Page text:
3. The method as defined by claim 2 wherein said object light beam and said reference light beam are directed onto said film recording medium from opposite sides of said film recording medium.
4. The method as defined by claim 1 wherein said diffraction pattern is a Fresnel diffraction pattern.
5. Means for recording a hologram in a medium comprising
means for calculating a two-dimensional complex field distribution for a diffraction pattern of an image based on a computer model of the object, means for providing a first reference coherent light source and means for providing a second object coherent light source comprising a visible light laser source, a beam splitter to obtain an object beam and a reference beam, and expander and collimator means for expanding and collimating the reference beam and the object beam, means for amplitude and phase modulating a light beam from said second object coherent light source in response to amplitude and phase values of said two-dimensional complex field distribution, and means for directing a reference light beam from said first reference coherent light source and a modulated light beam from said second object coherent light source onto a recording medium including first and second opaque plates with apertures therein, said light beams scanning said recording medium and intersecting in said recording medium. 6. Means as defined by claim 5 wherein said means for directing directs said reference light beam and said modulated light beam from opposite sides of said film recording medium.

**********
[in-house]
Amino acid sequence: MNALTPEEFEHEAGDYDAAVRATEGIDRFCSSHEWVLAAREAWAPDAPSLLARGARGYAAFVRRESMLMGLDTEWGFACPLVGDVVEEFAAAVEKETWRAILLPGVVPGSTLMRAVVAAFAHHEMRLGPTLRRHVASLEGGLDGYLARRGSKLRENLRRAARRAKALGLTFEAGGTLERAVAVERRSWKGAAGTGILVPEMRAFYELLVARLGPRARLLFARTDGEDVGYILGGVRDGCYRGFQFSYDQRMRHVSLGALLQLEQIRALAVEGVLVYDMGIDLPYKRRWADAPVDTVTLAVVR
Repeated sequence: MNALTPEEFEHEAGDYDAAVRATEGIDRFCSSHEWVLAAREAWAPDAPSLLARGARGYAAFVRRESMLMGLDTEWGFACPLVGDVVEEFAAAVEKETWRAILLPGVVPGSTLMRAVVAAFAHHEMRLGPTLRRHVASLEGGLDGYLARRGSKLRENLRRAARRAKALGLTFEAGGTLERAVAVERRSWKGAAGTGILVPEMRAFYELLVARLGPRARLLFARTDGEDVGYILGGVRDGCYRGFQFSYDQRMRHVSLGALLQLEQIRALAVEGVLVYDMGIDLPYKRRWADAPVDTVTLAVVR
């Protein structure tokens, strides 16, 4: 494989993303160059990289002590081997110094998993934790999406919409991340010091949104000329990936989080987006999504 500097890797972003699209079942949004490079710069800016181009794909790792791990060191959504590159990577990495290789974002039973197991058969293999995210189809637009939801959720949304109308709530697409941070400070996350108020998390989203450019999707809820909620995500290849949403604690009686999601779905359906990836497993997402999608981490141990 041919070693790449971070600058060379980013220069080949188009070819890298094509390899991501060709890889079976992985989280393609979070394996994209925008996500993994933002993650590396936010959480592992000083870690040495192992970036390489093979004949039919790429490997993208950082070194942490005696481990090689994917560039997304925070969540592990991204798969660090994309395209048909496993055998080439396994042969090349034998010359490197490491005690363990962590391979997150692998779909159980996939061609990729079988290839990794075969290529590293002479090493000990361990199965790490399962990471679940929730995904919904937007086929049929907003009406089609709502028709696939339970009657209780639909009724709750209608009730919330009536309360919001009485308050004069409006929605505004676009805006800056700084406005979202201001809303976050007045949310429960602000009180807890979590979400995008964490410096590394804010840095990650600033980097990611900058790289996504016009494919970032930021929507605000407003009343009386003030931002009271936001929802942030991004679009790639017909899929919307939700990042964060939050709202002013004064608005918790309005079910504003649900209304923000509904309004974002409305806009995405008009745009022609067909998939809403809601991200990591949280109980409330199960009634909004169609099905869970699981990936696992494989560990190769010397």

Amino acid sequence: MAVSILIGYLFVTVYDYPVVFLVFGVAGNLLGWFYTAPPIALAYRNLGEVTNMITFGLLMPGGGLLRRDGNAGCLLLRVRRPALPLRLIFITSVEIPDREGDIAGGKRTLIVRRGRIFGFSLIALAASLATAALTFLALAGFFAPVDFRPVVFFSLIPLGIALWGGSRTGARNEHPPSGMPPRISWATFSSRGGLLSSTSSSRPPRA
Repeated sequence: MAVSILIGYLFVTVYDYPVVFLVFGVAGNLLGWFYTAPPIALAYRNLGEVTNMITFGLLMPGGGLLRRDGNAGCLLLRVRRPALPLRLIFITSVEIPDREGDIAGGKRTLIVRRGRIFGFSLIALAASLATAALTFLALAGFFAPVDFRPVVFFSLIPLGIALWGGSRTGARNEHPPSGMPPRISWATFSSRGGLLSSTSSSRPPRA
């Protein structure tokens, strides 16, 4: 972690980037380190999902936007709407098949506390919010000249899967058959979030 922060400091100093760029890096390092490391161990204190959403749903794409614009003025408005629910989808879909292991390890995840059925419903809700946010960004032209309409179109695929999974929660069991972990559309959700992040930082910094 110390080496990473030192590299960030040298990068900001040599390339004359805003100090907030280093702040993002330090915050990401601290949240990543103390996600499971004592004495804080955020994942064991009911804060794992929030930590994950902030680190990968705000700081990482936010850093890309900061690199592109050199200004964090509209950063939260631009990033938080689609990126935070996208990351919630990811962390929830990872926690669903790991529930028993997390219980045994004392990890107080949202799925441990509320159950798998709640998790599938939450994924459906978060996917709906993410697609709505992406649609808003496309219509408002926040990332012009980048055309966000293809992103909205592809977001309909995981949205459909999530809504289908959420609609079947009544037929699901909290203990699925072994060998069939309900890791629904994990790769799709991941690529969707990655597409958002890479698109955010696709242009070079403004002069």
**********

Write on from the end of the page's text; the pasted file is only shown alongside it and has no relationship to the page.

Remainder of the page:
7. Means as defined by claim 5 wherein said diffraction pattern is a Fresnel diffraction pattern.
8. Means as defined by claim 5 wherein said apertures are moved by electronically controlled electro-optic crystals.